Changing World Technologies will find out whether there's money in those hills of garbage.
The company, which converts animal and food wastes into diesel fuel and fertilizer, filed paperwork on Tuesday for an initial public offering. It hopes to raise as much as $100 million, according to the filing.
It's the second company in the alternative energy, or clean tech, area to announce plans to go public in a week. On Friday, battery maker A123 Systems.
Investors and entrepreneurs are betting that energy-related start-ups canand deliver solid returns for investors in a relatively poor IPO environment.
Changing World, which is based in West Hempstead, N.Y., operates a plant in Carthage, Mo. The plant turns animal wastes and grease into renewable diesel, a fuel that qualifies for a federal $1-per-gallon subsidy.
The plant is capable of taking in 78,000 tons of animal and food processing waste per year and turning out between 4 million to 9 million gallons of diesel, depending on the feedstock.
With the proceeds from the IPO, it hopes to build facilities that can process 500 tons to 2,000 tons of animal and food processing waste per day to make 13 million to 54 million gallons of diesel per year.
Changing World sells the diesel, which its says is competitive on price with heating oil, for use in industrial boilers.
The company said its thermal conversion process is environmentally friendly because it creates a product out of wastes that would otherwise go to landfills, potentially releasing pathogens into the environment. In addition to diesel, the technology also produces organic fertilizers.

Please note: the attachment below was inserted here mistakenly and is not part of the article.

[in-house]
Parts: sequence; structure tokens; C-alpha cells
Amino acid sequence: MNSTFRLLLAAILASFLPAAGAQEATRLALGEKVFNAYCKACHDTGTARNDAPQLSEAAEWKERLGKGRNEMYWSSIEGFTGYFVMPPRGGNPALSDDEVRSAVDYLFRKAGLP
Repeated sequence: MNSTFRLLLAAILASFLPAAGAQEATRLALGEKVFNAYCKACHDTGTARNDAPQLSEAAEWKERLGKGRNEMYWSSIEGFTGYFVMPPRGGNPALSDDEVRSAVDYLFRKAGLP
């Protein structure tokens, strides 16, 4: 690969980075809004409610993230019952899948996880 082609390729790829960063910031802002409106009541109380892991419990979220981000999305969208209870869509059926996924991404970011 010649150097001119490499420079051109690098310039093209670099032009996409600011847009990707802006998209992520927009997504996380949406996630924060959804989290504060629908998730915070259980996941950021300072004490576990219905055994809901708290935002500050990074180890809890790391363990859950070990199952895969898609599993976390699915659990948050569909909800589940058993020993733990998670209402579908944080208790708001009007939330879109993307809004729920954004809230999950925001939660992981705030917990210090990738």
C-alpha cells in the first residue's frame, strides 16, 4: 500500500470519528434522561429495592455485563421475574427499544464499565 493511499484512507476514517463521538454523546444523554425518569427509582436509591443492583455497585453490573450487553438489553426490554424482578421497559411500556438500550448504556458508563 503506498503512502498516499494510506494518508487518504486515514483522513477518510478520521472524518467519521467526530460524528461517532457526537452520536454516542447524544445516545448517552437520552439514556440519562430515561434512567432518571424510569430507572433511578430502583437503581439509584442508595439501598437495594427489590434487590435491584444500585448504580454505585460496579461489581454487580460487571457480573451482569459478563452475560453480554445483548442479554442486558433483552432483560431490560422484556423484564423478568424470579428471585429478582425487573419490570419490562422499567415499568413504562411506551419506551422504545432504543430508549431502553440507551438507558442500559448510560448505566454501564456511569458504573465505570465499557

Wastes are heated and pressurized and then treated with water to separate materials into gases, diesel, and solids.
The process can be converted for several other materials, including shredded tires, municipal garbage, and even electronic waste. The company is now developing a second facility with auto manufacturers in Philadelphia to process tires.
Like many young companies, Changing World is not profitable, and the company spells out a number of risks in its S-1 document, including availability of feedstock and competition from alternative waste-treatment technologies.
The success of the company's planned IPO could help send a signal about the public market's appetite for investing in relatively young energy-technology outfits.
It could also bring more attention to the waste-to-energy field, where several technologies are being developed toor electricity from industrial and municipal wastes.